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Body Dysmorphic Disorder

What Is Body Dysmorphia And How Is It Treated?

Perhaps you’ve never heard of it, but body dysmorphia is more common than you might think. According to the International OCD Foundation, up to 10 million people have body dysmorphic disorder. In reality, this number may be much higher, but many individuals choose not to disclose their symptoms of body dysmorphic disorder to a physician or other healthcare provider.

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Body dysmorphic disorder (BDD) is a mental health condition involving obsessive thoughts about perceived imperfections in an individual’s physical appearance. These self-identified flaws may be suffered by the person with body dysmorphic disorder, but they usually appear minor to others, if not completely unnoticeable. In this article, we’ll discuss body dysmorphic disorder in detail, including its history and its short and long-term effects. We’ll also cover the three types of body dysmorphia, who’s at risk, signs and symptoms, complications, and available treatment options, including online therapy.

If you’re concerned you may have BDD or are thinking, ‘Why do I feel ugly?’, it’s important to understand that your symptoms are not your fault and that this life-altering disorder can be treated. However, proper diagnosis is essential, as individuals with body dysmorphic disorder may exhibit symptoms of other mental health conditions, such as obsessive-compulsive disorder (OCD), depression, or experience eating disorders.

History

While BDD was not included in the Diagnostic and Statistical Manual of Mental Disorders (DSM-5) until 1987, body dysmorphia was first recognised as a mental health disorder back in 1891 when Italian psychiatrist Enrico Morselli defined the condition as dysmorphophobia. The term ‘dysmorphia’ comes from a Greek word meaning ugliness. Other terms that have been historically used to describe body dysmorphia include ‘beauty hypochondria’ and ‘dermatologic hypochondriasis’.

Effects

The short- and long-term effects of body dysmorphia can have a significant influence on an individual’s overall health and wellbeing. Many people with BDD symptoms avoid social situations, including family gatherings, invitations from friends, dating, and even work or school. As such, the disorder can make it difficult to function in society.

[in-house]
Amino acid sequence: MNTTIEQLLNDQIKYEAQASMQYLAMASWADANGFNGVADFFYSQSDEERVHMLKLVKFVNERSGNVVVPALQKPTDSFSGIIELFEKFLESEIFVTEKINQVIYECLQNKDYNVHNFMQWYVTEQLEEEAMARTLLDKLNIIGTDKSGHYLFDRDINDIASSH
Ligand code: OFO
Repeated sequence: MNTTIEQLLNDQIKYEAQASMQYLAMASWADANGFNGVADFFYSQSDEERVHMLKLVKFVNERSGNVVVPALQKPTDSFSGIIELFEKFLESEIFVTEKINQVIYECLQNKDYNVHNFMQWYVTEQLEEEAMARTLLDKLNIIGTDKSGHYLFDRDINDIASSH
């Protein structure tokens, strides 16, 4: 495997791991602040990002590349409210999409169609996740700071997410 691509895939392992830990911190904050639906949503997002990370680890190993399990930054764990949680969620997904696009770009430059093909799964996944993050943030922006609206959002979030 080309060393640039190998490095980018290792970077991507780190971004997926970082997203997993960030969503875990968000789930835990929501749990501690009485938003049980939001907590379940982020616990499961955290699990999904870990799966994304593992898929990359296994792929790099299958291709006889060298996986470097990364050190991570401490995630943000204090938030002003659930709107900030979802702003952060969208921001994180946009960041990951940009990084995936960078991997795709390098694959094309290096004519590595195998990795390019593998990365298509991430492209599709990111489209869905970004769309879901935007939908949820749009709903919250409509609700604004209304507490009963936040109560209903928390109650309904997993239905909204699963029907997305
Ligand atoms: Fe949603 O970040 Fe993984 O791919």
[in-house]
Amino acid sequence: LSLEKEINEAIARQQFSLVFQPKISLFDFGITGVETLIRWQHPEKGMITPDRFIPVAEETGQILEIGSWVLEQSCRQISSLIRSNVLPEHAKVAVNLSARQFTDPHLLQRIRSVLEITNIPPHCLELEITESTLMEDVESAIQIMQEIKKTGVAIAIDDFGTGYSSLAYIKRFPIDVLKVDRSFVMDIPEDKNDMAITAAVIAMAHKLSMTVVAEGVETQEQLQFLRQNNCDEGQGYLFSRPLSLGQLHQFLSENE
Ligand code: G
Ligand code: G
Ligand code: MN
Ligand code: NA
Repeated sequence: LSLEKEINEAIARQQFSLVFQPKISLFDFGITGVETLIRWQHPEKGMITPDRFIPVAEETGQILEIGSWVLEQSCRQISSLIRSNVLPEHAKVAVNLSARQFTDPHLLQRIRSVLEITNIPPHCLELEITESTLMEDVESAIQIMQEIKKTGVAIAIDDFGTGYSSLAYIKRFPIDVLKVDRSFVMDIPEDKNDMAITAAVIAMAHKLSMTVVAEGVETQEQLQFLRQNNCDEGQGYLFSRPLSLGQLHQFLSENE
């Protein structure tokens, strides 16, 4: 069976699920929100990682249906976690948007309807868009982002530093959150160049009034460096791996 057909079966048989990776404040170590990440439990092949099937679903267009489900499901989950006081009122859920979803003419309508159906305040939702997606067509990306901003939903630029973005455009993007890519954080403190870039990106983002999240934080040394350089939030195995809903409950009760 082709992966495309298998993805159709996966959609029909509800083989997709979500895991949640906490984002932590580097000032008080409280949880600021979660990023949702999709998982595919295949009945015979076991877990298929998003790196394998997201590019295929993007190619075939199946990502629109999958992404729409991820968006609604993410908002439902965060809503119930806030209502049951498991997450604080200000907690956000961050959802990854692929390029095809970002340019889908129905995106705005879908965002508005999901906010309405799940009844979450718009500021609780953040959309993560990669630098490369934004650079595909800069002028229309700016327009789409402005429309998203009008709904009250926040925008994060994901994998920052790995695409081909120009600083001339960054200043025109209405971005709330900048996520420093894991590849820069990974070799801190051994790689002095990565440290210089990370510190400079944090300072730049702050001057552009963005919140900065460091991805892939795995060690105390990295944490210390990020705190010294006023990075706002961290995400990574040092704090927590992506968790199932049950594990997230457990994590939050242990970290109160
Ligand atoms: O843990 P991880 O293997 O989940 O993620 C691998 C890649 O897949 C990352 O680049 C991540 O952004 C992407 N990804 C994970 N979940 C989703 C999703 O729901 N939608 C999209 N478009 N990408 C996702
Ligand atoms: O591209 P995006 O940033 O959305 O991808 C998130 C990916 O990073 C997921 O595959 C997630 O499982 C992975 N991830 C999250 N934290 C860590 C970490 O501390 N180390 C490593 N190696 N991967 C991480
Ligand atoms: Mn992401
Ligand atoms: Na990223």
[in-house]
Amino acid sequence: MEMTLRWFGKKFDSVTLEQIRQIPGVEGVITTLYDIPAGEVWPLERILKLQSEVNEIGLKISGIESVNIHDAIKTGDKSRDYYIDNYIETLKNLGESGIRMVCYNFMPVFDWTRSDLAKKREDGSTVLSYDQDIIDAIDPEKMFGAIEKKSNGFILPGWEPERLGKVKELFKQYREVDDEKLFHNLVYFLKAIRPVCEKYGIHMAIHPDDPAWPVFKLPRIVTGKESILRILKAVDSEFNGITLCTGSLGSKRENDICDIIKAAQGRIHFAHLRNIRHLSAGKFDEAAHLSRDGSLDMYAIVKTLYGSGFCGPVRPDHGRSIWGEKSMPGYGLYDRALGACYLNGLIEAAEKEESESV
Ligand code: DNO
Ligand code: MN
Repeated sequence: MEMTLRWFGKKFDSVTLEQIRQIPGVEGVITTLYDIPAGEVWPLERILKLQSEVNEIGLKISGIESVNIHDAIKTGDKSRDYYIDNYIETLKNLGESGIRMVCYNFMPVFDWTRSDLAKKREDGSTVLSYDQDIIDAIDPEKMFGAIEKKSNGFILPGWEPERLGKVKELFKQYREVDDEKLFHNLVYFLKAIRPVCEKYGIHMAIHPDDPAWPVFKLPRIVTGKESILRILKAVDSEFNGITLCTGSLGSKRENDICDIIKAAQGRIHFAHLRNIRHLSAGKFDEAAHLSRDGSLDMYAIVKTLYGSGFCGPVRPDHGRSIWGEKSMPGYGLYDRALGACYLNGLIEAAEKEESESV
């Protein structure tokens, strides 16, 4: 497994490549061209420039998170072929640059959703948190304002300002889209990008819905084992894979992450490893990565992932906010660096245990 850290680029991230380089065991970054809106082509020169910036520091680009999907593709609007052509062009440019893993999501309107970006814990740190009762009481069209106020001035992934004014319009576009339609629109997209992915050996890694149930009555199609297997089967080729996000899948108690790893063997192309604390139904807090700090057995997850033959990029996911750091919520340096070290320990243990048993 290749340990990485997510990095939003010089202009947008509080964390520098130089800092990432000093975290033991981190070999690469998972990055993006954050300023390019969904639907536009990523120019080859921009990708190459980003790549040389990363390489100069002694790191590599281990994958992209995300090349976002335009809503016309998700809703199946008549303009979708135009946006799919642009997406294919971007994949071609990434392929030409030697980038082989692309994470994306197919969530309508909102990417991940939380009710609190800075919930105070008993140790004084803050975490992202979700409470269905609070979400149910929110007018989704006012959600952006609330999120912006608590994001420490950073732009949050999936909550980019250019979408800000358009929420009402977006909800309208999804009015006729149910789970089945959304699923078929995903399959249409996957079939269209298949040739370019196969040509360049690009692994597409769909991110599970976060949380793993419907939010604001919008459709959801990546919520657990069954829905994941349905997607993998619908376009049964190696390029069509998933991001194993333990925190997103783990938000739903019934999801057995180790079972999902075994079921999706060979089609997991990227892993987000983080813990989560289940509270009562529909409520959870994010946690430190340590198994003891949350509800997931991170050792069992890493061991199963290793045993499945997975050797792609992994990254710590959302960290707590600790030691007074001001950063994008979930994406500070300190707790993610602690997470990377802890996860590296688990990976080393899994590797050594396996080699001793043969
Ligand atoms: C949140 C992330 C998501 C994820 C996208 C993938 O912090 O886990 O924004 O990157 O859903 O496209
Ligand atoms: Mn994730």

Because people with BDD often fear gaining weight, some also develop eating disorders, such as anorexia nervosa or bulimia. Eating disorders can be incredibly dangerous causing severe harm to an individual’s physical health. In addition, a skewed self-image may prompt an individual to engage in a dangerous exercise regimen and/or undergo unnecessary cosmetic surgical procedures.

Types

Body dysmorphia can present in many ways, and there are three main diagnoses: body dysmorphic disorder, reverse body dysmorphia, and muscle dysmorphia. Body dysmorphic disorder is the most common diagnosis, although muscle dysmorphia is becoming more common in men. However, it’s worth noting that body dysmorphia in general is almost just as likely to affect men as women.

BDD

If you have persistent obsessive thoughts about your appearance, your healthcare provider is likely to diagnose you with BDD. This is different than gender dysphoria and looking at dysphoria vs dysmorphia could help you figure out more about yourself and your identity. While these intrusive thoughts may zero in on any part of the body, the most common areas of concern are the hair, skin, eyes, nose, mouth, and stomach.

As mentioned previously, some people with BDD have co-occurring eating disorders, largely due to perceived fatness or fear of becoming fat. The specific causes of BDD are largely unknown, though experts agree that many individuals who exhibit BDD symptoms have a history of childhood trauma, including abuse and/or bullying. A traumatising event in adulthood may also lead to BDD behaviours.

Reverse BDD

In many ways, reverse body dysmorphia is the polar opposite of BDD. Individuals with this condition may believe they are thin while living in a larger body. Therefore, they may routinely buy clothing that’s several sizes too small without trying it on.

A small group of people with reverse body dysmorphia experience gender identity concerns. In other words, they may not identify with the gender they present to the world.

People with reverse body dysmorphia tend to avoid reflective surfaces, believing that store windows and mirrors are distorted. Some people with reverse body dysmorphia may also look into a mirror and see the person they perceive themselves to be rather than their true reflection.

Muscle Dysmorphia

Muscle dysmorphia, also known as reverse anorexia is a condition in which a person has a skewed perception of their muscles and is most commonly seen in men. An individual with muscle dysmorphia or reverse anorexia may see their physical stature or body size as weak when, in fact, they have visibly large, developed muscles.